An Introduction to Structural Vector Autoregression (SVAR)

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Vector autoregressive (VAR) models constitute a rather general approach to modelling multivariate time series. A critical drawback of those models in their standard form is their missing ability to describe contemporaneous relationships between the analysed variables. This becomes a central issue in the impulse response analysis for such models, where it is important to know the contemporaneous effects of a shock to the economy. Usually, researchers address this by using orthogonal impulse responses, where the correlation between the errors is obtained from the (lower) Cholesky decomposition of the error covariance matrix. This requires them to arrange the variables of the model in a suitable order. An alternative to this approach is to use so-called structural vector autoregressive (SVAR) models, where the relationship between contemporaneous variables is modelled more directly. This post provides an introduction to the concept of SVAR models and how they can be estimated in R.

What does the term “structual” mean?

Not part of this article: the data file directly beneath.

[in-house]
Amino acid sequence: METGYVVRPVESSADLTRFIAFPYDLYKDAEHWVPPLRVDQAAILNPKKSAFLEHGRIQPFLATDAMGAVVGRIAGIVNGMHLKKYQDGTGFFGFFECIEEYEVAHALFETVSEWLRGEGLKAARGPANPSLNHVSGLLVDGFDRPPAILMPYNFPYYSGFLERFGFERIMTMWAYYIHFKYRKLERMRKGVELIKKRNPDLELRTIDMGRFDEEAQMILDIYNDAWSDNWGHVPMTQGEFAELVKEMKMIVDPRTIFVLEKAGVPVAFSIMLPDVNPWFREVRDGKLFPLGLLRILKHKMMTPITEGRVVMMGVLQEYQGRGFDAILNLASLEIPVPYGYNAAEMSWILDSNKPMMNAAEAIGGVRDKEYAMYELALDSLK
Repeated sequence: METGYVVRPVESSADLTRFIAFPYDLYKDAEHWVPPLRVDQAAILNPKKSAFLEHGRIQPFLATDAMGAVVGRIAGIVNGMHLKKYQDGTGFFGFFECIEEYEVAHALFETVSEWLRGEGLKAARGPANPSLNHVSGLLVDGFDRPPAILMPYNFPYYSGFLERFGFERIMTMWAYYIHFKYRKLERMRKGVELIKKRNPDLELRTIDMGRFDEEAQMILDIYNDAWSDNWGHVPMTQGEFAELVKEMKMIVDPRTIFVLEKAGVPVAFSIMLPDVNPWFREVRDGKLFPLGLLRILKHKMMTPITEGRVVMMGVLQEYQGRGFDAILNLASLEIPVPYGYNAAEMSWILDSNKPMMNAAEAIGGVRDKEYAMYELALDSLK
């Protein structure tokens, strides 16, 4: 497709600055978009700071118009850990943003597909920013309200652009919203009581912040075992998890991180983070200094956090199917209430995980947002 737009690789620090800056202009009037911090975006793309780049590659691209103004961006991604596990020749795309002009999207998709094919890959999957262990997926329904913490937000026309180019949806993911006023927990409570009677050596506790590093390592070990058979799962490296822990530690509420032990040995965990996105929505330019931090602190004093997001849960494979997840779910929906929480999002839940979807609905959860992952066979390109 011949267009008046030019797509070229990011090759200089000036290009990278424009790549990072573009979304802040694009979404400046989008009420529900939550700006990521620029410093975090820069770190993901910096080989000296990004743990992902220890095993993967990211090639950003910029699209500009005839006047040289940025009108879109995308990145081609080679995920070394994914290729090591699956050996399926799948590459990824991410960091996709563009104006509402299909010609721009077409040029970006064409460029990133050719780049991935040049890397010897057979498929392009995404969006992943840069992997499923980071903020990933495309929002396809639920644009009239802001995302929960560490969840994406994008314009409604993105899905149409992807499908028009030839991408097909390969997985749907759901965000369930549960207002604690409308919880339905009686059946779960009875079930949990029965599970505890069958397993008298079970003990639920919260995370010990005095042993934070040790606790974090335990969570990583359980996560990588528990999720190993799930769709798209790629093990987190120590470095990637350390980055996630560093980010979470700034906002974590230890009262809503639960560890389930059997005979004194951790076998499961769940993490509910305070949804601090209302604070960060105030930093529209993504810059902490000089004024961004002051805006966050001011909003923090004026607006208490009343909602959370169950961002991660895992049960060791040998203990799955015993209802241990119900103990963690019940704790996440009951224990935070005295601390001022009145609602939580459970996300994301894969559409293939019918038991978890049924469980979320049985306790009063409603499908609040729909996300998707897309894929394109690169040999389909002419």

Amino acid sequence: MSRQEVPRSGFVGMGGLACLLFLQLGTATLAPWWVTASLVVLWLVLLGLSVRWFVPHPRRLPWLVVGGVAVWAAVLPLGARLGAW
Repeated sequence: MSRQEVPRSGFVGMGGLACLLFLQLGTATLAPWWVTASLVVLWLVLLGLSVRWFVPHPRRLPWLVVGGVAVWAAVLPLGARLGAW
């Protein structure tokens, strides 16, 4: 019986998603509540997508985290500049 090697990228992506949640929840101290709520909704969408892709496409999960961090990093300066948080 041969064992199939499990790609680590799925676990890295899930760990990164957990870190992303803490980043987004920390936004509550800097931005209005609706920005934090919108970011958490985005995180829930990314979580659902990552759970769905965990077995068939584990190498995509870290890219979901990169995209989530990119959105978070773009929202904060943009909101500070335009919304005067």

To understand what a structural VAR model is, let’s repeat the main characteristics of a standard reduced form VAR model:

\[y_{t} = A_{1} y_{t-1} + u_t \ \ \text{with} \ \ u_{t} \sim (0, \Sigma),\] where \(y_{t}\) is a \(k \times 1\) vector of \(k\) variables in period \(t\). \(A_1\) is a \(k \times k\) coefficent matrix and \(\epsilon_t\) is a \(k \times 1\) vector of errors, which have a multivariate normal distribution with zero mean and a \(k \times k\) variance-covariance matrix \(\Sigma\).

To understand SVAR models, it is important to look more closely at the variance-covariance matrix \(\Sigma\). It contains the variances of the endogenous variable on its diagonal elements and covariances of the errors on the off-diagonal elements. The covariances contain information about contemporaneous effects each variable has on the others. The covariance matrices of standard VAR models is symmetric, i.e. the elements to the top-right of the diagonal (the “upper triangular”) mirror the elements to the bottom-left of the diagonal (the “lower triangular”). This reflects the idea that the relations between the endogenous variables only reflect correlations and do not allow to make statements about causal relationships.